Organizations around the world have been rapidly modernizing their IAM infrastructures in response to increased cyberattacks and data breaches, enactment of security and privacy regulations, and a shift to remote working. IAM technologies are widely deployed, but can be notoriously difficult to upgrade, which can leave businesses and agencies struggling to meet demands for strong, risk-adaptive yet usable authentication mechanisms. For this reason, IAM customers are turning to modular authentication solutions that can present stronger, contemporary login methods powered by risk engines utilizing Machine Learning (ML) algorithms to detect anomalous behavior and require the collection of additional context information if dictated by security policy to prevent unauthorized access.
Authentication has been one of the areas within IAM that has experienced the most technical advancement. Researchers and vendors have sought to address the inherent weaknesses of password-based authentication and have thus developed many different kinds of authenticators and protocols to increase assurance levels. Biometrics on mobile devices, out-of-band applications, mobile push notifications, and a variety of hardware tokens are noteworthy examples.
Authentication processes have also been improved by behind-the-scenes measures such as the evaluation of user attributes, history, and behavioral analysis; behavioral biometrics; device identity, history, and health; and environmental context, including request types and history, locations, and networks. These unobtrusive means can operate as needed in the background, only interrupting users with explicit need for input when deviations from their established baselines occur, leading to continuous, risk-adaptive authentication.
Regulations written with the goal of improving cybersecurity across various industries have taken effect in multiple jurisdictions. For example, in the US, legislation such as the New York SHIELD Act imposes penalties of up to $250,000 per incident for organizations that allow unauthorized access to personal information. Whereas the EU's PSD2 requires Strong Customer Authentication for finance customers, NY SHIELD Act will penalize companies that do not adequately protect employees' HR information. Thus, stronger authentication controls for workforce applications are on the radar for many organizations that hold the HR data of New Yorkers.
Access control solutions must balance security and usability. Today's offerings in this area provide multiple authentication mechanisms, including many mobile options and SDKs; risk engines that evaluate numerous definable factors that can be gathered at runtime and compared against enterprise policies; authorization services that can granularly evaluate complex request contexts against pre-defined policies; and out-of-the-box (OOTB) connectors to enable Single Sign-On (SSO) to many popular on-premises and cloud-hosted enterprise applications. Therefore, integration with existing IAM infrastructure should be a primary factor in selecting a suitable product.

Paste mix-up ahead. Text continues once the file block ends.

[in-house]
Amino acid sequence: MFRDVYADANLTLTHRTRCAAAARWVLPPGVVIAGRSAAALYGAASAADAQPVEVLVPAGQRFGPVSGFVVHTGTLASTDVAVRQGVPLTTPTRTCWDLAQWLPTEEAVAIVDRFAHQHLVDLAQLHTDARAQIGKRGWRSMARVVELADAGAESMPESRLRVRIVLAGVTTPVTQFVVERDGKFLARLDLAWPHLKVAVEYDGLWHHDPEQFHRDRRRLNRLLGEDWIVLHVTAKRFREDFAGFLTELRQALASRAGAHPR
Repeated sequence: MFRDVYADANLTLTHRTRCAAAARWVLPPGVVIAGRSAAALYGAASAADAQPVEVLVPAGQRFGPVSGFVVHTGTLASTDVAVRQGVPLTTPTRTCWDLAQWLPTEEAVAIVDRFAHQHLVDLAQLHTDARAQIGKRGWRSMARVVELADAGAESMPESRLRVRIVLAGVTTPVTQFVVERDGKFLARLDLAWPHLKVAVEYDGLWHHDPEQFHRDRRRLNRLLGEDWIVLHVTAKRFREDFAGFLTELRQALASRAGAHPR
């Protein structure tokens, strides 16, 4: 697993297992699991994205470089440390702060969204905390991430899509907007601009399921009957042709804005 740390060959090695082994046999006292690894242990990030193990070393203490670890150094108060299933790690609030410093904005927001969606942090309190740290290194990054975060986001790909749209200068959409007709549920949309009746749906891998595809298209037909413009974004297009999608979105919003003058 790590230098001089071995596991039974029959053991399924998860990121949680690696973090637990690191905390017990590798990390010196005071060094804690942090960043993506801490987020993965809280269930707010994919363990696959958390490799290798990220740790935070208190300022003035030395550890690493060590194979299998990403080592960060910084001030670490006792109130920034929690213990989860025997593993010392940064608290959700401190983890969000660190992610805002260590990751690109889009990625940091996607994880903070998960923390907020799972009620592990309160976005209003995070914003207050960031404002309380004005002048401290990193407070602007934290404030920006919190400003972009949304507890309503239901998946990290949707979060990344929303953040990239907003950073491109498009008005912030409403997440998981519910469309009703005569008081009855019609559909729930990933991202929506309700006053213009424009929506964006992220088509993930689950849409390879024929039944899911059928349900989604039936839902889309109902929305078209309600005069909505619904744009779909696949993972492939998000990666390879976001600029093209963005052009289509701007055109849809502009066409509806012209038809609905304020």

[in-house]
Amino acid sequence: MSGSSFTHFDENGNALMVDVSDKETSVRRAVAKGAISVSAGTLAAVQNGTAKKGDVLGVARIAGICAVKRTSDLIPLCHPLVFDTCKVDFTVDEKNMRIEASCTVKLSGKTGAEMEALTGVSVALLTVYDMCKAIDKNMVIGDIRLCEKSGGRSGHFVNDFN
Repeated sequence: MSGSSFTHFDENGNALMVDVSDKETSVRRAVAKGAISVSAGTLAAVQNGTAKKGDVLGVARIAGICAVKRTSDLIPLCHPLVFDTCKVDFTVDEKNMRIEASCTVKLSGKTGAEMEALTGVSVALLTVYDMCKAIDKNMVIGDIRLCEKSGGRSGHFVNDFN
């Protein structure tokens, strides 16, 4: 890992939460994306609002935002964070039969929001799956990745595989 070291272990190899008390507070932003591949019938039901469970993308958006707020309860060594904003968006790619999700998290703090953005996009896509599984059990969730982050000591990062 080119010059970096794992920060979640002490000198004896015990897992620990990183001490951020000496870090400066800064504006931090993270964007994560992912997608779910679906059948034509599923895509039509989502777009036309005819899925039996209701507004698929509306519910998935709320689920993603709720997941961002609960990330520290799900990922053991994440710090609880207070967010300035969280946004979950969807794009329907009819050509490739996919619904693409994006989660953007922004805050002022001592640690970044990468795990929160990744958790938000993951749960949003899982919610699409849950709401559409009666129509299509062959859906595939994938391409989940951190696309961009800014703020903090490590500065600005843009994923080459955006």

Authentication and authorization services are important threads in Identity Fabrics, which are gaining traction in industry today. An Identity Fabric is an architecture that can be composed of disparate data sources and capabilities delivered as discrete services. Identity Fabrics permit organizations to add and upgrade segments of their infrastructure or contract with service providers to meet business objectives in a more agile manner. Given the widespread availability and adoption of cloud-hosted services running the gamut from IaaS to PaaS to SaaS, more vendors are packaging their solutions in containers such that they can provide the same types of functions regardless of deployment models. This means that on-premises software ships as images or virtual instances that can be deployed on most of the common operating systems or IaaS/PaaS platforms or made available as micro-services via the vendor or MSPs.
The key requirements most organizations look for in access management solutions are:
- Support for multiple authenticator types, such as:
- Smart Cards, USB tokens, and older form factor hardware tokens
- Mobile apps and push notifications
- x.509 certificates
- Biometrics, especially mobile biometrics leveraging native OS capabilities
- OTP: HOTP/TOTP over phone, email, and SMS
- Availability of a mobile SDK for customers to write their own secure apps; optional use of Global Platform Secure Element for credential storage and Global Platform Trusted Execution Environment (TEE) for safe mobile app execution
- Adhere to policy-based access control model so that IT departments and Line of Business application owners can define risk-appropriate authentication rules
- Perform run-time risk analysis of behavioral and environmental factors
- Enforce configurable actions including permit, step-up authentication, deny, lock account/device, etc.
- Integrate with other IAM systems to allow SSO, usually via cookie support
- Support identity federation via OAuth2, OIDC, JWT, and SAML
- Integrate with SIEM, SOAR, UBA, and other security systems
- Provide administrators with management dashboards and configurable reporting
- Allow for delegated and role-based administration within the solution
- Process relevant threat intelligence in real-time: using customer's internal, vendor ecosystem collected information, and/or subscriptions to 3rd party services that identify aberrant user behavior, compromised credentials, etc.